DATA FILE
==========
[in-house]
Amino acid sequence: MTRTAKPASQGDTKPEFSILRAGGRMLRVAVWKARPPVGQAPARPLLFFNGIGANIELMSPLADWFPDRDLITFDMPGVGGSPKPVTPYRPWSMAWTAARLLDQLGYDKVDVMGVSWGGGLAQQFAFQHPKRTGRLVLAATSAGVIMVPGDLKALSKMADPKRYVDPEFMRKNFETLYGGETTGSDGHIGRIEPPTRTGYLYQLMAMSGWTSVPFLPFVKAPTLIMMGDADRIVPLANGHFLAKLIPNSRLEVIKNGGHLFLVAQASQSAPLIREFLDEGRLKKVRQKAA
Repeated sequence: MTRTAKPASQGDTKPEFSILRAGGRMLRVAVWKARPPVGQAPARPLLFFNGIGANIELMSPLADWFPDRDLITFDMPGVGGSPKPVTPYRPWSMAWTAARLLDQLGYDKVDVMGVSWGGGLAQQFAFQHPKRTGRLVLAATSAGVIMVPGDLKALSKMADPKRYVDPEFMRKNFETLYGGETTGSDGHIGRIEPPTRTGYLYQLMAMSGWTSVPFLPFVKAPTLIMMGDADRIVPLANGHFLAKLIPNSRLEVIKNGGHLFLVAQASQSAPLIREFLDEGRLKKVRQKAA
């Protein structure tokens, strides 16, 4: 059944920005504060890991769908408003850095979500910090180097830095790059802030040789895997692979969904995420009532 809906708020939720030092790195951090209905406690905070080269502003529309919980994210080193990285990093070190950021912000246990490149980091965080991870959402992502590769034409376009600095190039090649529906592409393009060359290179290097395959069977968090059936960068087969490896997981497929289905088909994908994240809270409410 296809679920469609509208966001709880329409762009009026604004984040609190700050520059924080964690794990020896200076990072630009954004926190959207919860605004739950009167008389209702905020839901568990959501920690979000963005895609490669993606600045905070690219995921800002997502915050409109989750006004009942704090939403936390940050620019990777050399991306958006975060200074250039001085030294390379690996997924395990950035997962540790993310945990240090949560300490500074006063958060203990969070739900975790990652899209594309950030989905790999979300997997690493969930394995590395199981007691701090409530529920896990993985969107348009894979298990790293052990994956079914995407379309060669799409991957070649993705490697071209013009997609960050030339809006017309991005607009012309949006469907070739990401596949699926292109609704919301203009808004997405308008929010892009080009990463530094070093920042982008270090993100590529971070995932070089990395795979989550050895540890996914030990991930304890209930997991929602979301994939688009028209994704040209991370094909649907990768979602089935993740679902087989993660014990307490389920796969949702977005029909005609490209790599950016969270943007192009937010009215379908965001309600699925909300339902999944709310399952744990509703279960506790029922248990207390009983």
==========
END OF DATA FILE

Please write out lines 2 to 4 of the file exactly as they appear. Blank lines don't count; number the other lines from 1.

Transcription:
Amino acid sequence: MTRTAKPASQGDTKPEFSILRAGGRMLRVAVWKARPPVGQAPARPLLFFNGIGANIELMSPLADWFPDRDLITFDMPGVGGSPKPVTPYRPWSMAWTAARLLDQLGYDKVDVMGVSWGGGLAQQFAFQHPKRTGRLVLAATSAGVIMVPGDLKALSKMADPKRYVDPEFMRKNFETLYGGETTGSDGHIGRIEPPTRTGYLYQLMAMSGWTSVPFLPFVKAPTLIMMGDADRIVPLANGHFLAKLIPNSRLEVIKNGGHLFLVAQASQSAPLIREFLDEGRLKKVRQKAA
Repeated sequence: MTRTAKPASQGDTKPEFSILRAGGRMLRVAVWKARPPVGQAPARPLLFFNGIGANIELMSPLADWFPDRDLITFDMPGVGGSPKPVTPYRPWSMAWTAARLLDQLGYDKVDVMGVSWGGGLAQQFAFQHPKRTGRLVLAATSAGVIMVPGDLKALSKMADPKRYVDPEFMRKNFETLYGGETTGSDGHIGRIEPPTRTGYLYQLMAMSGWTSVPFLPFVKAPTLIMMGDADRIVPLANGHFLAKLIPNSRLEVIKNGGHLFLVAQASQSAPLIREFLDEGRLKKVRQKAA
């Protein structure tokens, strides 16, 4: 059944920005504060890991769908408003850095979500910090180097830095790059802030040789895997692979969904995420009532 809906708020939720030092790195951090209905406690905070080269502003529309919980994210080193990285990093070190950021912000246990490149980091965080991870959402992502590769034409376009600095190039090649529906592409393009060359290179290097395959069977968090059936960068087969490896997981497929289905088909994908994240809270409410 296809679920469609509208966001709880329409762009009026604004984040609190700050520059924080964690794990020896200076990072630009954004926190959207919860605004739950009167008389209702905020839901568990959501920690979000963005895609490669993606600045905070690219995921800002997502915050409109989750006004009942704090939403936390940050620019990777050399991306958006975060200074250039001085030294390379690996997924395990950035997962540790993310945990240090949560300490500074006063958060203990969070739900975790990652899209594309950030989905790999979300997997690493969930394995590395199981007691701090409530529920896990993985969107348009894979298990790293052990994956079914995407379309060669799409991957070649993705490697071209013009997609960050030339809006017309991005607009012309949006469907070739990401596949699926292109609704919301203009808004997405308008929010892009080009990463530094070093920042982008270090993100590529971070995932070089990395795979989550050895540890996914030990991930304890209930997991929602979301994939688009028209994704040209991370094909649907990768979602089935993740679902087989993660014990307490389920796969949702977005029909005609490209790599950016969270943007192009937010009215379908965001309600699925909300339902999944709310399952744990509703279960506790029922248990207390009983």